PTC Builds Partnerships to Advance Pace of Innovation

PTC's Jim Heppelmann made a series of announcements, led by partnerships with ANSYS and Microsoft, that are designed to advance PTC’s transformation.

Partners and the pace of innovation—those were the primary talking points at this week’s LiveWorx 2018 keynote as PTC President and CEO Jim Heppelmann unveiled new industry collaborators along with capabilities in areas from simulation to smart manufacturing designed to advance what Heppelmann called the “new frontier of innovation.”

Heppelmann, who’s been steadily and aggressively steering PTC beyond its 3D design software roots to cutting-edge areas like the Internet of Things (IoT) and augmented reality, said the company is moving fast to enact change in the physical and digital worlds as well as in how humans interact with digital and physical things. PTC is moving its global headquarters to Boston’s Seaport, considered the city’s innovation hub, and as part of its journey, Heppelmann is now touting the PTC acronym not as the original Parametric Technology Corp., but rather as Prepare to Change. That was underlying theme of Heppelmann’s LiveWorx keynote address, driven home by the usual fanfare of human performance artists and a digital laser show.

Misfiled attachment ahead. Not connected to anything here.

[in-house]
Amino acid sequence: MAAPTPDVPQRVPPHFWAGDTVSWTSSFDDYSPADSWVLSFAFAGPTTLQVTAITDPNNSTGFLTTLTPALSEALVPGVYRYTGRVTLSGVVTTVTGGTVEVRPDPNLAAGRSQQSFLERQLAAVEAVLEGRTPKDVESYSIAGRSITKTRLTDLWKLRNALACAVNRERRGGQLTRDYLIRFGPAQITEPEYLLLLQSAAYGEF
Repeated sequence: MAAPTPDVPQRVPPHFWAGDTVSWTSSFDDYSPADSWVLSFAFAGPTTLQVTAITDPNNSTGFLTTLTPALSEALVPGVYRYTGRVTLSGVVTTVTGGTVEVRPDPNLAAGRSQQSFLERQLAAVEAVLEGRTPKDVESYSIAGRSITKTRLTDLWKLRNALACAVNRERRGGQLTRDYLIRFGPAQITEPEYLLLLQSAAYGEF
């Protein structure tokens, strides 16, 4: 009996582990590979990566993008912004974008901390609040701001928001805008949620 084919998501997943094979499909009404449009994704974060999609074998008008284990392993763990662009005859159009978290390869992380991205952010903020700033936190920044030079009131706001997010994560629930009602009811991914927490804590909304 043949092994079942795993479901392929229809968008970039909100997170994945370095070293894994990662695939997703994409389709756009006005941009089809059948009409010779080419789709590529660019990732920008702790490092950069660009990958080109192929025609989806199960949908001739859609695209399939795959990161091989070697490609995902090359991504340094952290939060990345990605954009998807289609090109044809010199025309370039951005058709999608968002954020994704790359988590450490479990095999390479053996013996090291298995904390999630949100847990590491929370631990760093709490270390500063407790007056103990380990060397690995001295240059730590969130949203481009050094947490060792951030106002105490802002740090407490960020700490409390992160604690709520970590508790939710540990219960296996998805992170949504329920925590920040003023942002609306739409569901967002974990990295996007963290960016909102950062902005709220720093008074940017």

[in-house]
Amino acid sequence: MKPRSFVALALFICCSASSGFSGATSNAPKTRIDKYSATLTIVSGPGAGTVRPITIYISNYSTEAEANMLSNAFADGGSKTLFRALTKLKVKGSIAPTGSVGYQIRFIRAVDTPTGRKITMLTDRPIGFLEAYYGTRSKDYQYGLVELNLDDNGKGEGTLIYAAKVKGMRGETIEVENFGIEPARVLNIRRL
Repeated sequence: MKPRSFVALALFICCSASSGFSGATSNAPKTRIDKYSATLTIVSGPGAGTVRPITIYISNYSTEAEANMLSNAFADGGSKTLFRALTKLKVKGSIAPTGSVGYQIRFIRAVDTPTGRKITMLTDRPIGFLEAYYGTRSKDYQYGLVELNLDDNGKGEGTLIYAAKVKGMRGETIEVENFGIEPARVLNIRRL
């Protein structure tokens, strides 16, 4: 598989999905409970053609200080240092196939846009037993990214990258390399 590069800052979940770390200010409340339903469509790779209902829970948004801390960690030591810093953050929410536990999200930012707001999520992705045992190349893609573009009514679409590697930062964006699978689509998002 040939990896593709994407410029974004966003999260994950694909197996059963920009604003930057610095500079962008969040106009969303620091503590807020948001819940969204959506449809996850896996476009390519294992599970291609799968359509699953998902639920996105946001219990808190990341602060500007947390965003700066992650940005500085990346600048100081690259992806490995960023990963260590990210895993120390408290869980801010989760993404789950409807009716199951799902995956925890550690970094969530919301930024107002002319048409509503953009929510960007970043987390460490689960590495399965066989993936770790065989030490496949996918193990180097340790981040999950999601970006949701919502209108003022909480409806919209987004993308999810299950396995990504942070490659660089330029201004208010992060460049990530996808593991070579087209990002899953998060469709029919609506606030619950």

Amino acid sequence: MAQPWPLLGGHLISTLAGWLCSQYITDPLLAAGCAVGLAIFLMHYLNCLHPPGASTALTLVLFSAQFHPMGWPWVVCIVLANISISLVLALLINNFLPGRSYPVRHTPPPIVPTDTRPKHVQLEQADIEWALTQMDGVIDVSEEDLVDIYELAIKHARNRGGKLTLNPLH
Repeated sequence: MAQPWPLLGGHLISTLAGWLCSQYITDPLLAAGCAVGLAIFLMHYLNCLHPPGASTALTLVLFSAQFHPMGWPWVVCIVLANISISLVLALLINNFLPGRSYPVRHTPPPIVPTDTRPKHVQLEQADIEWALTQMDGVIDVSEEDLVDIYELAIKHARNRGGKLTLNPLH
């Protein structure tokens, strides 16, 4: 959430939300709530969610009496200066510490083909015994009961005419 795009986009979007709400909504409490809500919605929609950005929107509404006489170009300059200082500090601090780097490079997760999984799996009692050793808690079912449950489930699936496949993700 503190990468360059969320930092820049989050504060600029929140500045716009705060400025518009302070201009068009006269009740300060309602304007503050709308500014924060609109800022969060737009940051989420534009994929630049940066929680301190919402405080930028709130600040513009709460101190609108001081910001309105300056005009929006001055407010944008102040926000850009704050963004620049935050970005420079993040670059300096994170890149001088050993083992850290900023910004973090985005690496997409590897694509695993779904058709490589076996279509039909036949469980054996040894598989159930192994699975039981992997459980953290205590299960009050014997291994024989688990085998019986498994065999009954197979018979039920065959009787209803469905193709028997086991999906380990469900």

“Inertia is the main competitor because it’s the enemy of change,” he told the audience. “The world is changing in ways we didn’t anticipate—PTC is ready and willing to make changes happen at a blistering pace.”

In that spirit, Heppelmann made a series of announcements designed to advance PTC’s transformation. On the physical front, he touted fresh capabilities in the newly released Creo 5.0 in areas like additive manufacturing, topology optimization, and simulation. The Creo Topology Optimization Extension, built into the software, automatically creates optimized designs based on a defined set of constraints and parameters. The tool is not only directly accessible in Creo, it automatically creates B-rep geometry from the topology, which can be then be further modified parametrically, streamlining the overall workflow. “No more wasting time to recreate the geometry to match the optimized geometry in an external tool,” Heppelmann explains.

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Beth Stackpole's avatar
Beth Stackpole

Beth Stackpole is a contributing editor to Digital Engineering. Send e-mail about this article to [email protected].

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